Simple and RESTful Authentication for Ruby on Rails

Ruby on Rails seems to be driving more and more toward RESTful programming. However, my search for ideas on how to make a truly RESTful authentication system came up pretty dry. I either found systems that were not as RESTful as I wanted or far to complex then I deemed necessary. As such, I gave some thought on how to make my own.

The result was creating a very simple, flexible and RESTful system. By seeing how I made it, you will also learn more about RESTful programming, understand how to use it within Rails and experience how it keeps your code base lean and clean.

A REST Primer

REST (Representational State Transfer) is a programming concept in which you build your web application to only process basic CRUD (Create Read Update and Delete) operations. This limitation may make RESTful programming difficult at first; however, the benefits are well worth the learning curve. First, your program will have much less code overall, especially in your controllers. Secondly, your code will be much easier to read, which is very important when other developers start working with your code base. Finally, as Ruby is fully object oriented, it makes sense that well developed models (which are objects) should only require CRUD operations anyway. As such, RESTful programming will feel much more natural as you continue working with Ruby.

A good frame of mind for building RESTful web applications is to spend most of your time thinking about your models. Smart models should know how to find, create, update and ultimately destroy themselves and their related objects whenever necessary. Once you have smart models, controllers can focus on taking parameters from your users and yielding appropriate responses in the proper format, be it HTML, Javascript, XML or RSS.

At the end of the day, all of this will make for a more organized and flexible code base.

Starting Off

Start your Rails project and generate your Session and Person resources

$ rails simple_and_restful -d mysql
  ...
$ ruby script/generate resource session
  ...
$ ruby script/generate resource person
  ...

Now, edit your database.yml file, create your database and start your server.

Migrations

It is now time to build your migrations, starting with the Sessions table. Take notice of the ip_address and path attributes, which will help you keep track of your users as they login and move throughout your application.

db/migrate/001_create_sessions.rb

class CreateSessions < ActiveRecord::Migration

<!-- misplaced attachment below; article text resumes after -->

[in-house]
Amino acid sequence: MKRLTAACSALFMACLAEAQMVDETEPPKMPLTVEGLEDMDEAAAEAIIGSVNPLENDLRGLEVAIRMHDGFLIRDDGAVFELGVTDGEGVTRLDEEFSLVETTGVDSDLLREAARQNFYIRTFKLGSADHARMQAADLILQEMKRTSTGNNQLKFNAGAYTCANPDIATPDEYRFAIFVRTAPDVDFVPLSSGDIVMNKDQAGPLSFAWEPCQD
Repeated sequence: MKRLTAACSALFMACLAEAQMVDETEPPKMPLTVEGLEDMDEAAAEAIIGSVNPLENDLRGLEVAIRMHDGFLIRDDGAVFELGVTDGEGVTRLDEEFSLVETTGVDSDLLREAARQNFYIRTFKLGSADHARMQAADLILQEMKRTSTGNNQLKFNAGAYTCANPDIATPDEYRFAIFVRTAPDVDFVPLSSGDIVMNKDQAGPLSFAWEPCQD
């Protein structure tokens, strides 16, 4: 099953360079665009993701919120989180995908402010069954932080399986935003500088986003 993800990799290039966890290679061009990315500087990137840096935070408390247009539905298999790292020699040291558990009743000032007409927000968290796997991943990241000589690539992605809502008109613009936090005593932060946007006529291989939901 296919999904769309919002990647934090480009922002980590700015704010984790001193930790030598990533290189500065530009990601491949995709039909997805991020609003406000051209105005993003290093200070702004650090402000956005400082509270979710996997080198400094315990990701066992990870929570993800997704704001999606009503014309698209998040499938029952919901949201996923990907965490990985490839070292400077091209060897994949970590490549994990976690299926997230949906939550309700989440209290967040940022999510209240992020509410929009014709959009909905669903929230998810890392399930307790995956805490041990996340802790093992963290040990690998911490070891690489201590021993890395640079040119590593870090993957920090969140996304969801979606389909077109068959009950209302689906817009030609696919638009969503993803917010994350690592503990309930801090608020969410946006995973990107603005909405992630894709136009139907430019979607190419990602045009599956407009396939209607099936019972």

def self.up
    create_table :sessions do |t|
      t.belongs_to :person
      t.string :ip_address, :path
      t.timestamps
    end
  end

  def self.down
    drop_table :sessions
  end
end

Next, is the People table. For security purposes, your application will encrypt passwords with a salt unique to each user.

db/migrate/002_create_people.rb

class CreatePeople < ActiveRecord::Migration
  def self.up
    create_table :people do |t|
      t.string :name, :salt, :encrypted_password
      t.timestamps
    end
  end

  def self.down
    drop_table :people
  end
end

Now that your migrations are programmed, migrate your database with the rake command.

$ rake db:migrate
(in ~/my_project)
== 1 CreateSessions: migrating ==============================================
-- create_table(:sessions)
   -> 0.0503s
== 1 CreateSessions: migrated (0.0522s) =====================================

== 2 CreatePeople: migrating ================================================
-- create_table(:people)
   -> 0.2419s
== 2 CreatePeople: migrated (0.2436s) =======================================

The Session Model

First, your Session model will authenticate a user by finding a matching name and password in the People table. If a match is found, it will then associate a Session to an authenticated user and then save itself in the database. However, if a matching name and password cannot be found, a request to create a new Session should not pass validation.

During updates, a Session should not be authenticated nor validated as it is already associated to a user and doing so would be unnecessary.

app/models/session.rb

class Session < ActiveRecord::Base
  attr_accessor :name, :password, :match

  belongs_to :person

  before_validation :authenticate_person

  validates_presence_of :match,
    :message => 'for your name and password could not be found',
    :unless => :session_has_been_associated?

  before_save :associate_session_to_person

  private

  def authenticate_person
    unless session_has_been_associated?
      self.match = Person.find_by_name_and_password(self.name, self.password)
    end
  end

  def associate_session_to_person
    self.person_id ||= self.match.id
  end

  def session_has_been_associated?
    self.person_id
  end
end

The Person Model

To err on the side of security, your Person model will encrypt every password with a 256 bit SHA2 digestion algorithm accompanied with a unique salt. As users will want to login from many computers, a Person will have many Sessions; all of which must be destroyed if a user unregisters from your application.